After 24 years of planning and six years of development, the NHL finally announced the introduction of trackable pucks across all fixtures.
Ice hockey has, until now, been slow to adopt new technologies, but the NHL’s embrace of big data will give managers and fans the same wealth of analytics information that has already transformed baseball, football and basketball
The technology being used to collect data is fitted inside the puck, within player shoulder pads and in sensors fitted around the rink itself. David Lehanski, Senior Vice President of business development at the NHL, is hoping that it can improve fan engagement and drive revenue for the league.
There’s also the small matter of making NHL Lines even more interesting, allowing gamblers to wager on even the smallest details of any given game.
But, beyond the bigwigs of the NHL, this information will also be useful for the players and the coaches, and hopefully serve to improve the game itself, giving everyone a better understanding of just what goes into playing professional ice hockey.
Here are the four main areas where big data could bring about the start of a whole new era for the National Hockey League.
Real-time performance assessment
As one of the world’s fastest sports, the speed at which ice hockey is played makes it difficult to see the full picture of what’s going on at any given time.
The most immediate benefit of big data is the abundance of analytics information it provides to the players, managers and coaches – some 2,000 data points per second across all tracking devices.
Information on puck speed, player possession, distance skated and many other metrics are live-streamed directly to managers’ devices throughout a game.
Giving rink-side management access to this data in real-time allows them to have better control over players during the games. If someone looks like they’re flagging, coaches can check the data to see the extent to which they have overexerted themselves and substitute them if need be.
Aggregating this data across an entire season can also help inform who to play and when, making it easier to plan tactics based on who is fit to play in each game.
This might be further enhanced by the introduction of AI. Using bots to follow regularly-used plays will help AI algorithms learn how plays should work, and provide detailed information on how to make improvements if they ever go wrong.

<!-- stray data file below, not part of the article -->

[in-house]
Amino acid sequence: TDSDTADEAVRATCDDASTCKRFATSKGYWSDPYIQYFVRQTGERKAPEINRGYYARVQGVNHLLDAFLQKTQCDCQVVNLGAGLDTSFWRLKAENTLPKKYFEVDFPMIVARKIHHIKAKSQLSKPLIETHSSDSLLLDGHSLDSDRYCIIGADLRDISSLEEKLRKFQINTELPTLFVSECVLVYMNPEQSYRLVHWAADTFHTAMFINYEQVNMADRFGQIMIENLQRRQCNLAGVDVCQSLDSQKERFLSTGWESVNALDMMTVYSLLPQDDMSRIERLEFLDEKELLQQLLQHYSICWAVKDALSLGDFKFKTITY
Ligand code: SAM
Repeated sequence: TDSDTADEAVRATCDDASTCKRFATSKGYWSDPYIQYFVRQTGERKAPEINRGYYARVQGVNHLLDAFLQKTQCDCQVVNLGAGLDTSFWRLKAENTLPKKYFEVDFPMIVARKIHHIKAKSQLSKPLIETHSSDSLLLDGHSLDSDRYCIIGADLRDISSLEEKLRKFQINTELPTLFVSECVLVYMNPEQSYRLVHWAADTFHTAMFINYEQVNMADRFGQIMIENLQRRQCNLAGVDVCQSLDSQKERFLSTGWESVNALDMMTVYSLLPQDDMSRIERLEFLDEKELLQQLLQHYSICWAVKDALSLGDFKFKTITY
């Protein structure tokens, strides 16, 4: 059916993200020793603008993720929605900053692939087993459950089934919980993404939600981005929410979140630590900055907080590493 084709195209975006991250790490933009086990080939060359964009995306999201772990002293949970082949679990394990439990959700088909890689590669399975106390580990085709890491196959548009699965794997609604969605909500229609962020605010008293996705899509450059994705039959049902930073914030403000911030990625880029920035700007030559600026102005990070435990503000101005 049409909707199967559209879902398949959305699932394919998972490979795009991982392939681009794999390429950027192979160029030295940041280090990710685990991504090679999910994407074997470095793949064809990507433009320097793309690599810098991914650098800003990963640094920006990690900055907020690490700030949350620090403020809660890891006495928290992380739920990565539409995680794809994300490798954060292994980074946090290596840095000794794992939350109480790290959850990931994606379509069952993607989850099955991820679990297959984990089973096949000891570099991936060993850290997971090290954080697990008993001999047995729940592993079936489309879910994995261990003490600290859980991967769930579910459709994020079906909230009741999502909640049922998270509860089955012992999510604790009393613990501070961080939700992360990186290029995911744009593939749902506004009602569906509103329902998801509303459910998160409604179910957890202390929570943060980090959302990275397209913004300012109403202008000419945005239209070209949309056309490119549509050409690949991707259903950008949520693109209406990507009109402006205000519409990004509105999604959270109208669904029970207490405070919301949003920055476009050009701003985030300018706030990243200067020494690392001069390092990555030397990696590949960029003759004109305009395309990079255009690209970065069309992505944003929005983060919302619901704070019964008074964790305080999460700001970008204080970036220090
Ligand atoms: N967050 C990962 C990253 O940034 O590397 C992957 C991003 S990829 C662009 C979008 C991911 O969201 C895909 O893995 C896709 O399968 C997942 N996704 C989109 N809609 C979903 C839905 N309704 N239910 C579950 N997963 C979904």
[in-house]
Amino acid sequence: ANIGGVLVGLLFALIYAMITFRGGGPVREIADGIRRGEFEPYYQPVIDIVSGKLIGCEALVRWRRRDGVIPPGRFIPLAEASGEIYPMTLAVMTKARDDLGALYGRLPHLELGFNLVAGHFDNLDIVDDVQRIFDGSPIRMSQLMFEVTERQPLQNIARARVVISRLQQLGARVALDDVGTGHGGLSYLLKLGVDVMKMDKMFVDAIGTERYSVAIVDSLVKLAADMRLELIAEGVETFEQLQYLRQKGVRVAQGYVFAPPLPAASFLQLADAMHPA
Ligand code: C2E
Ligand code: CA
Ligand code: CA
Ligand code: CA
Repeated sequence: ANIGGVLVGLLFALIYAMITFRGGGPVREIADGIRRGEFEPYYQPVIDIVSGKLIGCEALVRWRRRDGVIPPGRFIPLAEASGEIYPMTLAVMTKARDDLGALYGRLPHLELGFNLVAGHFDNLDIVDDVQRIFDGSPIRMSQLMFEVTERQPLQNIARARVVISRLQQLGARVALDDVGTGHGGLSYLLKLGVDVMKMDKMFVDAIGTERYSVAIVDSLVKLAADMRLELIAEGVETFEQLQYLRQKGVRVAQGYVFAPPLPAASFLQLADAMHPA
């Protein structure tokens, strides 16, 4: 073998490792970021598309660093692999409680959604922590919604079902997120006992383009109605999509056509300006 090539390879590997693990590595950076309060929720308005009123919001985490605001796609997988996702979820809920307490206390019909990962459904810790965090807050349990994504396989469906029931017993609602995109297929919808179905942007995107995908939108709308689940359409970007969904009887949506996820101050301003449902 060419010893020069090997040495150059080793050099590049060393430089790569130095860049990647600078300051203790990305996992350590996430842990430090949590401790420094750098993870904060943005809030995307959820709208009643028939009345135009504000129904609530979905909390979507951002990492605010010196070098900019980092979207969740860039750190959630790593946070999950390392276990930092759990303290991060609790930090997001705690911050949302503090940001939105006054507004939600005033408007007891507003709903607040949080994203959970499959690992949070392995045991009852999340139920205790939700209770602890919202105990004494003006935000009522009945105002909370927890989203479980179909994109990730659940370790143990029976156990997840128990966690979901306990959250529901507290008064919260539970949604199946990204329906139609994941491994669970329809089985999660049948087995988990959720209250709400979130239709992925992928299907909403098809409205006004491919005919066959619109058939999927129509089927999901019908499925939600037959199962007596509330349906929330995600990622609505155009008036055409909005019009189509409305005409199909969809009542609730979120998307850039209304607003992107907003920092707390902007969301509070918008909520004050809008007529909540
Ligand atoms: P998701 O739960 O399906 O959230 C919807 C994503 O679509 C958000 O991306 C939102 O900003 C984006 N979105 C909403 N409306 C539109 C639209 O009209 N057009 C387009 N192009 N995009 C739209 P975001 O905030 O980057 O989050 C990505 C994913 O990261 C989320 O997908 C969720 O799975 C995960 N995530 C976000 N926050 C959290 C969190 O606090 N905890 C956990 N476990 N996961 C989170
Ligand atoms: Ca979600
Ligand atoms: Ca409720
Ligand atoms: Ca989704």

Player health and fitness
Fitbits and wearable health devices are huge business in the consumer market, but they’re just as valuable in sports, too.
While a trackable puck can guide tactics and in-play decisions, sensors within shoulder pads can provide vital data for monitoring player health and fitness. Information taken during games can feed into customised training regimes for each player, while additional wearables used during training can provide an even clearer picture of how to ensure players are at their best on the rink.
Considering its reputation for violence, there are few places where this information is more needed than the NHL, a league where nearly 51 per cent of players have missed a minimum of one game as a result of injury each season.
Using tech to stop players from overexerting themselves during training, or even anticipating injuries through machine learning, has the chance to make one of the most dangerous major sports in the world a lot safer.
Although the league is set to rake in a serious cash injection from a new network broadcast deal for its games, fans’ interest hasn’t quite extended to getting butts on seats at the hockey arenas themselves.
Average attendance across the league has steadily declined over the last few seasons, but big data could stand to make going to the games a much bigger draw.
The NHL looks set to follow the NBL and MLB’s lead by feeding this data to audiences via an app, providing fans with a real-time guide as to what is happening on the rink. Having on-demand access to data on each player and play could be a godsend for a game where teams skate at an average of 20mph.
This info could be what hooks fans in, but an app could serve as a one-stop-shop for all game information, from parking availability to seating charts, or even the location of the nearest bathroom.
If this works as well as it has for other sports, increased fan engagement will also benefit the teams and the league as a whole, though it might sound a little suspect on paper.
Most uses of big data revolve around improving advertising opportunities, and data gathered from the apps will give the NHL a better idea of who’s coming to the games to support which teams.
As a result, they can tailor their sponsorship—whether that’s rink-side or even down to minutiae like the fastest shot of the game—to the preferences of their fans.
Discovering new talent
Each team plays 82 games per season in the NHL and, for such a high-energy sport, it can be nearly impossible to focus on one player at a time. As a result, data analytics and tracking could be a godsend when it comes to transfer season, giving competing managers a much better idea of who the star player is in any given team – and help them to make offers accordingly.
This could trickle down to the minor leagues, as well. With scouts seeing hundreds of games a year to assess hundreds of hockey players at draft level, finding new talent for the NHL can be extremely difficult business.
But, if the tracking systems work for the NHL, they could pave the way for smaller leagues to invest in similar technology, building up a database of past performance which could help coaches predict how players will progress in the seasons to come.
This democratisation of big data will therefore not only help teams assess their star players, but help them find future talent, too.